Unfortunatly as you have seen "guard labour" in the UK is a job that few who can find alternative employment would even remotely consider doing. Especially as the current UK PM over sat the defenestration of nearly all police officers that had acted as a balance against the "canteen mentality" types. Another of her cronies and their predecessors over saw a similar scytheing of the armed forces. Thus ripping out needed experience and replacing them with "rent a thug" types that are effectively unemployable in society. Which in effect is a return of the "Black and Tans" and "Auxies"[1] which history shows is an incredibly bad idea. As it could easily become another tie up between guard labour and terrorist organisations again or much much worse corporate thuggery. There is mounting evidence against the Met Police for the latter activities, where they have handed over what is in all probability illegal surveilance to corporations. Like Sony and various construction companies where it ends up in quite illegal databases and some very unplesant organisations like Kroll Ascociates. Thus having dire consequences on many quite peacfull and moderate people who have minimally excercised their right to legitimate peacefull political process. I know that I've ended up in more than one of these data bases because the Met Officers realy are not that bright or cautious in their behaviours.

You are far from the only person who wants to leave the UK and take up EU member state citizenship, due to seeing what you are seeing. However the EU does not want UK citizens judging by the barriers they are putting up due to the stupidity of Brexit[2] and UK Government Departments[3].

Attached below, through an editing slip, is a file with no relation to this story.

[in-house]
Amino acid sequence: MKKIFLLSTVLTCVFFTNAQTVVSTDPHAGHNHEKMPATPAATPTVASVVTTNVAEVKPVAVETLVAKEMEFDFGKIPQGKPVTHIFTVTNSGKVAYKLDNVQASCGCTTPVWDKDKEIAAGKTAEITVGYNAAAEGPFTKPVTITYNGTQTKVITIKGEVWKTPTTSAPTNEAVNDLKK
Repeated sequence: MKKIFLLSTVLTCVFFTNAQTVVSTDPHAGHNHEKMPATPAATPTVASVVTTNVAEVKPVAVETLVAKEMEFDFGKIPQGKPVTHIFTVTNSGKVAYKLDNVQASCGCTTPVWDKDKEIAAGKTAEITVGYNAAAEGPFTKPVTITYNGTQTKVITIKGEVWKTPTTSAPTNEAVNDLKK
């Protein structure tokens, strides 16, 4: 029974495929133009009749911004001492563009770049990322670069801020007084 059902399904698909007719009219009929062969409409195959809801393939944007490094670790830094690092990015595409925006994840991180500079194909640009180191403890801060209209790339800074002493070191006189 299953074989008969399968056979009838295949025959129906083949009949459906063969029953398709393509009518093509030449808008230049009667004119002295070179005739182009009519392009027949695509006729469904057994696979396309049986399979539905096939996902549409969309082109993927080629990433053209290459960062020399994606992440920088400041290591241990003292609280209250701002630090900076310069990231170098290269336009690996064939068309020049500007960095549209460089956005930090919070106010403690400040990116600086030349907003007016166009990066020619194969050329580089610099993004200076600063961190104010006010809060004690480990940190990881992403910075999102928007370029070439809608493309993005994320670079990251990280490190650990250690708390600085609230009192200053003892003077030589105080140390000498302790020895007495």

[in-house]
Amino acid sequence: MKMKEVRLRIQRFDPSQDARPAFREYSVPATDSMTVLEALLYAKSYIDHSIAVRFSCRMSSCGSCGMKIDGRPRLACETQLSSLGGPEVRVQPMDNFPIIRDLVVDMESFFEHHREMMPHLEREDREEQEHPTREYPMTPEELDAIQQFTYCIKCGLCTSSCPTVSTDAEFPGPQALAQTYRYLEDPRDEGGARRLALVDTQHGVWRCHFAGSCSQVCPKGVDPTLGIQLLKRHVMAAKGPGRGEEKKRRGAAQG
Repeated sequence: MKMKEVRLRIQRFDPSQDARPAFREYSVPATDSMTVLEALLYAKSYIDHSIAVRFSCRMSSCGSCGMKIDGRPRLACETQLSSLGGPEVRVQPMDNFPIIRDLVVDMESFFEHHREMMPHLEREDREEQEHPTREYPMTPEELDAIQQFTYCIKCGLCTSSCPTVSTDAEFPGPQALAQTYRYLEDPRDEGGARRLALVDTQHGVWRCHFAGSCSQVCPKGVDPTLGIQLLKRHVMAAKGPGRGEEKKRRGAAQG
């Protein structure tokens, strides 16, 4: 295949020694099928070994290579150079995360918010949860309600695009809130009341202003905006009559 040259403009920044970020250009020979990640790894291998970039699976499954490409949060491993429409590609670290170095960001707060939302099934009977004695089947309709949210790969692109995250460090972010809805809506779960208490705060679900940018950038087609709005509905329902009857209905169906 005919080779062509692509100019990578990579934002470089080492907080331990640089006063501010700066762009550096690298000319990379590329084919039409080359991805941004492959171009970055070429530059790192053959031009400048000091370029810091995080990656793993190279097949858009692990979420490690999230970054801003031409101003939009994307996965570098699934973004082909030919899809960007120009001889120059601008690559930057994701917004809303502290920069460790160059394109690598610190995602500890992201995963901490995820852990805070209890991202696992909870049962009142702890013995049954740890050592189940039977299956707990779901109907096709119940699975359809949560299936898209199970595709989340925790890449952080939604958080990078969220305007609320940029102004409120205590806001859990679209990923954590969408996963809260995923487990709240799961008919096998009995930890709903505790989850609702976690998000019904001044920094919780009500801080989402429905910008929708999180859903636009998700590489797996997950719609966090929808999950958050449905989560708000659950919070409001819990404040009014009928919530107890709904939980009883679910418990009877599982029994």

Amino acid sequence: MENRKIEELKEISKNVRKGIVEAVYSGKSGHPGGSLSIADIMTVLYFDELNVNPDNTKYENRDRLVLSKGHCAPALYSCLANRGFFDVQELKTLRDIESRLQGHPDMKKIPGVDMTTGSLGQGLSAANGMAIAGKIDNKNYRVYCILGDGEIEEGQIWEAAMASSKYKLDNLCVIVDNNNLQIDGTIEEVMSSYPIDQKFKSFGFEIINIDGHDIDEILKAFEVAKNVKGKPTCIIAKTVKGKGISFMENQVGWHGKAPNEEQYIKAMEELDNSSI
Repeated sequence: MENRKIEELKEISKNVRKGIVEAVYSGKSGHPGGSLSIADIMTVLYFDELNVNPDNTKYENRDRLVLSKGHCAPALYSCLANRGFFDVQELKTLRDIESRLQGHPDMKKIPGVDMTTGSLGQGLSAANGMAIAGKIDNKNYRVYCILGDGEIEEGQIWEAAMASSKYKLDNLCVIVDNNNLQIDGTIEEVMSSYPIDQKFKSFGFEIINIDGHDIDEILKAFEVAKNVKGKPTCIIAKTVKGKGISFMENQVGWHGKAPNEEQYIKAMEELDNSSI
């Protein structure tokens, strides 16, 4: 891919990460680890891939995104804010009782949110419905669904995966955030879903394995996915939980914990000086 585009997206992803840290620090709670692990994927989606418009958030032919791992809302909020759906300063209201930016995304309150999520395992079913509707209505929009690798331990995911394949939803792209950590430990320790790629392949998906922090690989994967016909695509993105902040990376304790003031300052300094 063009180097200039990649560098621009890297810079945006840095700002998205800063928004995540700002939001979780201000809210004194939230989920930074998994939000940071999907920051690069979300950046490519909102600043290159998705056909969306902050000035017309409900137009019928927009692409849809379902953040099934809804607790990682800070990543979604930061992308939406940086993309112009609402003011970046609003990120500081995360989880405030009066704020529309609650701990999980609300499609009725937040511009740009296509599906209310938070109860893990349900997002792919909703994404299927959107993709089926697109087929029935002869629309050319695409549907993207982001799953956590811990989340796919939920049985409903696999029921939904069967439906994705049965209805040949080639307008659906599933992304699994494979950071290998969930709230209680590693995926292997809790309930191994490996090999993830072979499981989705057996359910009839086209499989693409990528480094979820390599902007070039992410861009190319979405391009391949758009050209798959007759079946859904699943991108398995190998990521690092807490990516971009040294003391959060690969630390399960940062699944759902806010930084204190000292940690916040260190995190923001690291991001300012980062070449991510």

But the fact that some of what you post does apparently get ignored is that this blog started out as a highly technical blog that developed into one on a slightly more general security blog. However in the past few years various political interests have used the very open nature of this blog to try and push certain agendas that the older blog members know from sometimes bitter experience turn into battle zones. Whilst our host is more permissive than many he has had to clamp down sometimes quite hard. An unwanted but necessary consequence has been a "chilling effect", the number of posters has considerably diminished some to other invitation only or heavily moderated technical blogs others to just lurking and I assume some have left altogether. Thus many are cautious or sensitive about subjects that are contentious or to far off topic.